Senator McCain Stated That Dwell Time Measure Was Unprecedented, Would Set a ‘Formula for Surrender.’  “Nowhere in the history of this country have such restrictions been imposed or privileges assumed by the Congress of the United States. We have one Commander in Chief, and one only. To somehow assume that we would begin with Congress’s 535 commanders in chief, I think, would reduce our ability to ever fight another war effectively… This is setting a formula for surrender, not for victory.”  [Congressional Record, 9/19/07]

Senator Graham Urged Senate to Vote Against Extending Dwell Time. “Mr. President, I rise in opposition to the Webb amendment. I guess if I can pick up where my colleague from New Jersey left off, what is the best thing for the Congress to do in terms of supporting our troops? What are our duties? What are our obligations? I would argue the worst thing the Congress can do at a time of war is to start taking over operational control of deployments.” [Congressional Record, 9/19/07]

Senator Chambliss Said Extending Dwell Time Would Restrict the President. “I rise in opposition to the Webb amendment. This amendment is about restricting the President and his military leaders’ ability to prosecute a war we have asked them to execute and which we unanimously confirmed General Petraeus to carry out. It is an unwise and harmful effort to limit the ability of the President and his military leadership and to handicap their use of personnel and resources available to them.” [Congressional Record, 9/19/07]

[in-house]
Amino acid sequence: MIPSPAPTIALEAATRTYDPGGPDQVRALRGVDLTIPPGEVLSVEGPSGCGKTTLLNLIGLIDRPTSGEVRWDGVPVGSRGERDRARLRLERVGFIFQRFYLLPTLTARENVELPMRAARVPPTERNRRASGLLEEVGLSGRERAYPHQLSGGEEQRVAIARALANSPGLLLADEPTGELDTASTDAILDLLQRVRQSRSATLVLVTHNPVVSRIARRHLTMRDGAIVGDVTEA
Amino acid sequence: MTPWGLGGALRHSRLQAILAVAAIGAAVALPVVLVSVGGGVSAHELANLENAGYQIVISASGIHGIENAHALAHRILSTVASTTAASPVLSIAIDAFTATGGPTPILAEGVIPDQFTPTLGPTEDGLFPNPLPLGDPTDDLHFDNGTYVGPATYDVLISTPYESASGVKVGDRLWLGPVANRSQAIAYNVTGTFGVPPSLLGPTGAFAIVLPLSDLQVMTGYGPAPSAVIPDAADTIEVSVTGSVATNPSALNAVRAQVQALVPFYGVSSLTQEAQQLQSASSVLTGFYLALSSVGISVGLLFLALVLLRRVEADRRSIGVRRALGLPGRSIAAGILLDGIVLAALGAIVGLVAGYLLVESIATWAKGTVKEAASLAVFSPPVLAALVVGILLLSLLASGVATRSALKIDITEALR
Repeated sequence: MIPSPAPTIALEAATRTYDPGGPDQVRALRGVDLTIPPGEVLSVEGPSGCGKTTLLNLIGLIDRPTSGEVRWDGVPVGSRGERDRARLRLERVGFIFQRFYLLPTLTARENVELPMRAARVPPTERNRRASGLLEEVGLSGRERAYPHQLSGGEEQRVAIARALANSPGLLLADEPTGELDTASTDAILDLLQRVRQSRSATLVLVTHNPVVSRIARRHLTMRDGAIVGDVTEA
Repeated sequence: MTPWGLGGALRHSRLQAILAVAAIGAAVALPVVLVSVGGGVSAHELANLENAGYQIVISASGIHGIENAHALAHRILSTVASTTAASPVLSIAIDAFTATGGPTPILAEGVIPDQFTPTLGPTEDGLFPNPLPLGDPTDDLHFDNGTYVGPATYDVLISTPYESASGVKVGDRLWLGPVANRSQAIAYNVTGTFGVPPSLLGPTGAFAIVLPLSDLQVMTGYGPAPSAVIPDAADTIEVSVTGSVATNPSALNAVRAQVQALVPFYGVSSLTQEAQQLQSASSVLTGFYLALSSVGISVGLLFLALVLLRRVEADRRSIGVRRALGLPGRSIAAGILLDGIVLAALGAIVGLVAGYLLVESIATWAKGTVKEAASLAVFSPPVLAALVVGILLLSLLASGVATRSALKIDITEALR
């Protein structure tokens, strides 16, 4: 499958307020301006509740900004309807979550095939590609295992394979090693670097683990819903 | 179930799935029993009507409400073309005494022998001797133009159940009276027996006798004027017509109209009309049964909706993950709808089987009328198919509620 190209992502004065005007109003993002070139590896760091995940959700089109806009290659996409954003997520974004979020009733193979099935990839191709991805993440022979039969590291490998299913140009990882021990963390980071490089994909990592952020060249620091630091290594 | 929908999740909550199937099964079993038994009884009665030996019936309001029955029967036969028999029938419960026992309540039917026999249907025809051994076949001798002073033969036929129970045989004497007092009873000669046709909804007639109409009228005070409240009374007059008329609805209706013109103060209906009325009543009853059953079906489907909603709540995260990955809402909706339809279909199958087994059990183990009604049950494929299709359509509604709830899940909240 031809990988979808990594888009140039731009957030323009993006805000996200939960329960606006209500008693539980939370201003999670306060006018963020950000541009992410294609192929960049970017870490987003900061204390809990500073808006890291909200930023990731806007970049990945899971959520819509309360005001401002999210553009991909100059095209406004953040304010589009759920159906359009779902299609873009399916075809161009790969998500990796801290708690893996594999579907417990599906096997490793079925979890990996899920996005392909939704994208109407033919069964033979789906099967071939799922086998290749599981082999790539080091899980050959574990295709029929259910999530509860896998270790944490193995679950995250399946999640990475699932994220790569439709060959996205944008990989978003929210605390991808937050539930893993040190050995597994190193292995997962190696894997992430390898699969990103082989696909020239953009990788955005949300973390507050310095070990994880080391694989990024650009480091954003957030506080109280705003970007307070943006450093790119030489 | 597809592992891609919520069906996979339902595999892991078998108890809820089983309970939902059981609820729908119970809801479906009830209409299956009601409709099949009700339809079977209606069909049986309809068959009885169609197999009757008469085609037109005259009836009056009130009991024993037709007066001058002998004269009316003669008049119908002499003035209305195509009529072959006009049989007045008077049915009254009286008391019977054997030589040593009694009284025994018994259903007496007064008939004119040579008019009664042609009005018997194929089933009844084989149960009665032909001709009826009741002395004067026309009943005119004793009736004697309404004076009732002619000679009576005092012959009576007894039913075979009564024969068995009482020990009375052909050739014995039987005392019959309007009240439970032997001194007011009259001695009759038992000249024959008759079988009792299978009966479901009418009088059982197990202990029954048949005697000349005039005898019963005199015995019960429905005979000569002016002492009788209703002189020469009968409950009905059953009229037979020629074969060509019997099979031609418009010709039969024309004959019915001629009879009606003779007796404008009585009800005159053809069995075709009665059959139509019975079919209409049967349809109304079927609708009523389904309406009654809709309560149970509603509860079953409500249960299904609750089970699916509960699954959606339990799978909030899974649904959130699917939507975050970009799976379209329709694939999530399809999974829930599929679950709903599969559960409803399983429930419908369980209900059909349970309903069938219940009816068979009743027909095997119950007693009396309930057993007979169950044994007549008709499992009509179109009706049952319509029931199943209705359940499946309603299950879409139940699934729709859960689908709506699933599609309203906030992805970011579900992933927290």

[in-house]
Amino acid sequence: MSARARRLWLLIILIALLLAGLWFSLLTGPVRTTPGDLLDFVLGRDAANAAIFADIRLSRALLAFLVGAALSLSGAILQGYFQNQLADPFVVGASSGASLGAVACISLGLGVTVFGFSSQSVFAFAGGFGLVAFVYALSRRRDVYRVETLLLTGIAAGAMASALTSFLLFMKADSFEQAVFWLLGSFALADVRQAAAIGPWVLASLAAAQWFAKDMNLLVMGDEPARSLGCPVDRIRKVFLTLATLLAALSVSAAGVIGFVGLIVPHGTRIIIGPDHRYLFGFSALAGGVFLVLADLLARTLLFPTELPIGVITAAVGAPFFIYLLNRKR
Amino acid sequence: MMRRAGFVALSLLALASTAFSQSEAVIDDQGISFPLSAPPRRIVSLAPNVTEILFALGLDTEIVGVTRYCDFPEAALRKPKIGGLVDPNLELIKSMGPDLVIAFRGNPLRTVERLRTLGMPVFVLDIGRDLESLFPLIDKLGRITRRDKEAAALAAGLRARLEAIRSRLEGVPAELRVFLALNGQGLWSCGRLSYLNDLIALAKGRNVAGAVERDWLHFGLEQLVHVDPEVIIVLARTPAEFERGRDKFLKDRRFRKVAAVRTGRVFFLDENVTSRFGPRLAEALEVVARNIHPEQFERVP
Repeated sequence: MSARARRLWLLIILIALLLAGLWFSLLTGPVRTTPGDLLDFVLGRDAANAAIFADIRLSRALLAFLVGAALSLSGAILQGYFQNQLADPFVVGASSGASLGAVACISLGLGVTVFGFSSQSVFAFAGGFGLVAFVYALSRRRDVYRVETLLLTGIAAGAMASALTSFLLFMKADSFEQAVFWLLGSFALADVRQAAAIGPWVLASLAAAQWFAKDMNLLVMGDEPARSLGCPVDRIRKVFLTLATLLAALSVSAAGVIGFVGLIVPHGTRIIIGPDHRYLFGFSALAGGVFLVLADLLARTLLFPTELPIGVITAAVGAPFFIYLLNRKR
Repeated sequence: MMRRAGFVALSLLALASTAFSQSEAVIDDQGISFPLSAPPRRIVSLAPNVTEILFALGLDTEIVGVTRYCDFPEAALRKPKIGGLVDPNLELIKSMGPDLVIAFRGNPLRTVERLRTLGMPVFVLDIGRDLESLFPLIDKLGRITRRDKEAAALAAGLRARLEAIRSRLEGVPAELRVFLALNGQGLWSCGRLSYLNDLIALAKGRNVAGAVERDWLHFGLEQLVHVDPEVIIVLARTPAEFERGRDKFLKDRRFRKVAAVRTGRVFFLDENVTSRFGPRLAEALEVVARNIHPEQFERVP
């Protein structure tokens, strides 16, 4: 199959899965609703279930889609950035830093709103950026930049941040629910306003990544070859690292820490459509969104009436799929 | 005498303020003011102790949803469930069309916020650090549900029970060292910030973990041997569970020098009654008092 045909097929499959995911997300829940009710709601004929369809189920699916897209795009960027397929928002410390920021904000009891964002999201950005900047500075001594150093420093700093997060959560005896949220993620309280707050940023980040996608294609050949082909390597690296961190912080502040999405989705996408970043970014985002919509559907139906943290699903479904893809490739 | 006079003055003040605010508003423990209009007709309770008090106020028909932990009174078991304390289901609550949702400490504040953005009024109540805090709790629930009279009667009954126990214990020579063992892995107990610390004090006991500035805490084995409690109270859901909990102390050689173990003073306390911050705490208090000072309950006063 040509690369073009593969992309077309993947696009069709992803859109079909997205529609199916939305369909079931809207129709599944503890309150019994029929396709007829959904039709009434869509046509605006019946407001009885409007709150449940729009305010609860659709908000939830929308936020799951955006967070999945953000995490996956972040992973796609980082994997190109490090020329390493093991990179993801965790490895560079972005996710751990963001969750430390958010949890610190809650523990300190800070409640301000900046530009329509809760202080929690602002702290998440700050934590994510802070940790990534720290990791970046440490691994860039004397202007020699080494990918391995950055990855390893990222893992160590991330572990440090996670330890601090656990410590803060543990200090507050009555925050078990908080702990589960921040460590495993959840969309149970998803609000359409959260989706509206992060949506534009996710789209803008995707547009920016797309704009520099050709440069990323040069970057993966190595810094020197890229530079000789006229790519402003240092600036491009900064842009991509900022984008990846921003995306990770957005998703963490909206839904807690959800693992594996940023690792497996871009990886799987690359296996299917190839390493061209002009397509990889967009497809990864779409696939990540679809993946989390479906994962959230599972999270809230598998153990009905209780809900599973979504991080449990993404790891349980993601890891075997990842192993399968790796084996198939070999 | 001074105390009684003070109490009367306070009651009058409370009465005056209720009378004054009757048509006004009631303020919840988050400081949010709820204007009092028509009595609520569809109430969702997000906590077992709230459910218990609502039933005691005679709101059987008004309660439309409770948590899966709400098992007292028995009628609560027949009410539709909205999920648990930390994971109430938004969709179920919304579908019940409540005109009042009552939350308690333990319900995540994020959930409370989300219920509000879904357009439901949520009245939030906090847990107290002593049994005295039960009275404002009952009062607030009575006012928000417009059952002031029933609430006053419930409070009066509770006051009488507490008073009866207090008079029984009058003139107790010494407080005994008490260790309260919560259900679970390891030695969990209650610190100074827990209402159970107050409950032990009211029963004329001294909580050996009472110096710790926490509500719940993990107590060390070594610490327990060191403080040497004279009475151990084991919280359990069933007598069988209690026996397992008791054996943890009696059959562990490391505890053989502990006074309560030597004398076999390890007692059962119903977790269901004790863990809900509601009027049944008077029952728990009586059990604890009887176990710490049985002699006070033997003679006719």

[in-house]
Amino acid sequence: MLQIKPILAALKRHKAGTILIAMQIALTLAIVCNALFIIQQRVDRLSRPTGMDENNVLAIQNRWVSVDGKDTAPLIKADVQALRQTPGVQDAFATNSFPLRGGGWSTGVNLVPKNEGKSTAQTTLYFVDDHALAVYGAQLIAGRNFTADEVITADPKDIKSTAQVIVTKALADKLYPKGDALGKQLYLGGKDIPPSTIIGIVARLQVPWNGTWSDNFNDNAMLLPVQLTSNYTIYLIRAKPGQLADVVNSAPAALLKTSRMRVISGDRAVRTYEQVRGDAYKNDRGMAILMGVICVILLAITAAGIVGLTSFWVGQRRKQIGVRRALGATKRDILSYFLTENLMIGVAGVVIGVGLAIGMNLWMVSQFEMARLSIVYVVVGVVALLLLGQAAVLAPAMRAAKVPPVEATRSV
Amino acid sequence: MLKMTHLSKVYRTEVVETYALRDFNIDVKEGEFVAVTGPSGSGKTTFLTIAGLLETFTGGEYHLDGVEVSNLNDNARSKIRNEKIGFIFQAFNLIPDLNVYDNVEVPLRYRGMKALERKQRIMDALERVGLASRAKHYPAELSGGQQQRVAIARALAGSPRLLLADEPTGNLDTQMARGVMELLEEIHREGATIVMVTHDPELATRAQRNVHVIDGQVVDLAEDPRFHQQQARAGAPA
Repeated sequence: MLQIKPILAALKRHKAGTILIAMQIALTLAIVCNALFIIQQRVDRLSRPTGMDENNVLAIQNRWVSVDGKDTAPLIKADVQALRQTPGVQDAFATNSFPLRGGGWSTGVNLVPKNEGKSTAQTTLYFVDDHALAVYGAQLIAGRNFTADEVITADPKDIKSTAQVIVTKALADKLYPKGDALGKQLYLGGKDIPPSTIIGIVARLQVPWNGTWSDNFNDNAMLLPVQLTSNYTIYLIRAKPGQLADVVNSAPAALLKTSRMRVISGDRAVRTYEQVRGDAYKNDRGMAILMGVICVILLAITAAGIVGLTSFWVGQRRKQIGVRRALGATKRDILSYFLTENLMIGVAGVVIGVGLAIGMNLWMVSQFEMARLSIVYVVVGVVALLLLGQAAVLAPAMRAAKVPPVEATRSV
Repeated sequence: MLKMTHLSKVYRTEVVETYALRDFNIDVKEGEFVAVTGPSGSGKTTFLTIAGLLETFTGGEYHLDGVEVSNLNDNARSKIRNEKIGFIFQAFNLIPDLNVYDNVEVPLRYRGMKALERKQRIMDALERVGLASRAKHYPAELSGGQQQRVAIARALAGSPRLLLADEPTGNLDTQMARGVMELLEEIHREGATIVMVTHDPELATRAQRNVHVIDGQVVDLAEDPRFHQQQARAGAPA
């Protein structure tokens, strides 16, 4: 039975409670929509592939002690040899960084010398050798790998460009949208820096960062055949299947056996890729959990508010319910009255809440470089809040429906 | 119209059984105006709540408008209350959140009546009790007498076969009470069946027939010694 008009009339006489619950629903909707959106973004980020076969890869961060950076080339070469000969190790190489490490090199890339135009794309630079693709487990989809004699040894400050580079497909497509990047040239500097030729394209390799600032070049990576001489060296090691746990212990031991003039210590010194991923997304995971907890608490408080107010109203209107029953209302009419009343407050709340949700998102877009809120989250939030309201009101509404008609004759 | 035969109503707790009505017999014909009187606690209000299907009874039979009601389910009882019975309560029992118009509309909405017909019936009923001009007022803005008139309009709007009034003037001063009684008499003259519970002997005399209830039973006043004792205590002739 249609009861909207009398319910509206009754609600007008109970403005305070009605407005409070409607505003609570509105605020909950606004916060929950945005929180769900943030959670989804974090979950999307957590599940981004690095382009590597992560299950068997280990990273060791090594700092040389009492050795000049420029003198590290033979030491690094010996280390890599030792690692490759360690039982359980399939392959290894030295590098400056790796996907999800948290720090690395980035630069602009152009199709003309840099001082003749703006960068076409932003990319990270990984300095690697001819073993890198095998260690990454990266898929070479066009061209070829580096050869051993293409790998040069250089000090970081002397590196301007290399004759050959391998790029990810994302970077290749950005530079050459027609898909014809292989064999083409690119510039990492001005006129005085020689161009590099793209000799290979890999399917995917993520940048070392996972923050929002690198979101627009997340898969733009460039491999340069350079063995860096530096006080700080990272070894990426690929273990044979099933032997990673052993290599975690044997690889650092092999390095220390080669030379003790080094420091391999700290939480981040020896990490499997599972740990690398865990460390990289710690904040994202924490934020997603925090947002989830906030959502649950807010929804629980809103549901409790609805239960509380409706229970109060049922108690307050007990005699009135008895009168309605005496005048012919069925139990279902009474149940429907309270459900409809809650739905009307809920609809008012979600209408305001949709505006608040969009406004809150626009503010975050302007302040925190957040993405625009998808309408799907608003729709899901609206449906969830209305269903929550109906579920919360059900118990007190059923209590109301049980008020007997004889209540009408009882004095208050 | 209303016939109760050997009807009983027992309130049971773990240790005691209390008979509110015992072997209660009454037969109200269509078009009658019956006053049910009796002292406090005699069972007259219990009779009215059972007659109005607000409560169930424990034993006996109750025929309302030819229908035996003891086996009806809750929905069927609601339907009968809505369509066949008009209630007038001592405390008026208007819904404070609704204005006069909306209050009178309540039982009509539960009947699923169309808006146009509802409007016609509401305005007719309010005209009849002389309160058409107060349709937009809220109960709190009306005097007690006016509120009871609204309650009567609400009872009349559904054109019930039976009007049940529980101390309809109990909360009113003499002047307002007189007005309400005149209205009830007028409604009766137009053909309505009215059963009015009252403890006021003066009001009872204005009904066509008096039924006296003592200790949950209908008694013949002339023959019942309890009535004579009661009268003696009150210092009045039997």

Senator Bond Said Webb Amendment May Lead to Defeat in Iraq. “I am very concerned about the amendment before us. I urge my colleagues to think about it and then vote against it. This is an amendment which would micromanage the war. Even a few of its supporters have been forthright enough to admit that it is a backdoor way of achieving what they want, which is defeat in Iraq by a premature withdrawal, because they know the chaos this would spread.” [Congressional Record, 9/19/07]

Senator Bunning Strongly Objected to Longer Dwell Time for Troops. “Mr. President, I rise today to voice my strong objection to the Webb amendment. I voted against this amendment when it was offered 2 months ago, and I will vote against it again today. I will not support this slow-bleed strategy from Iraq. It ties the hands of our commanders. I cannot remember a time in history when the Congress of the United States has dictated to our commanders on the ground how to conduct their mission to this extent.” [Congressional Record, 9/19/07]

Senator Martinez Called Webb Amendment ‘Misguided.’ “Mr. President, I rise today to speak in opposition of the current amendment, the Webb amendment, to the fiscal year 2008 National Defense authorization bill. The fact is that this amendment, in its good intentions to think about the care and condition of our men and women in uniform who have so bravely served us, in fact is very much misguided in that it attempts to dictate to the military leaders exactly what type and how troop rotations should take place.” [Congressional Record, 9/19/07]

Senator Kyl Claimed That Any Legislation About Deployment Details Would “Not Make Sense.” “Jon Kyl, R-Ariz., said, ‘We can’t have members of Congress deciding all these details with respect to the deployment of members of the military. It does not make sense.’  Attempting to do so by legislation, Kyl said, was infringing on the president’s powers as commander in chief of the armed forces.”[CQ Today, 9/19/07]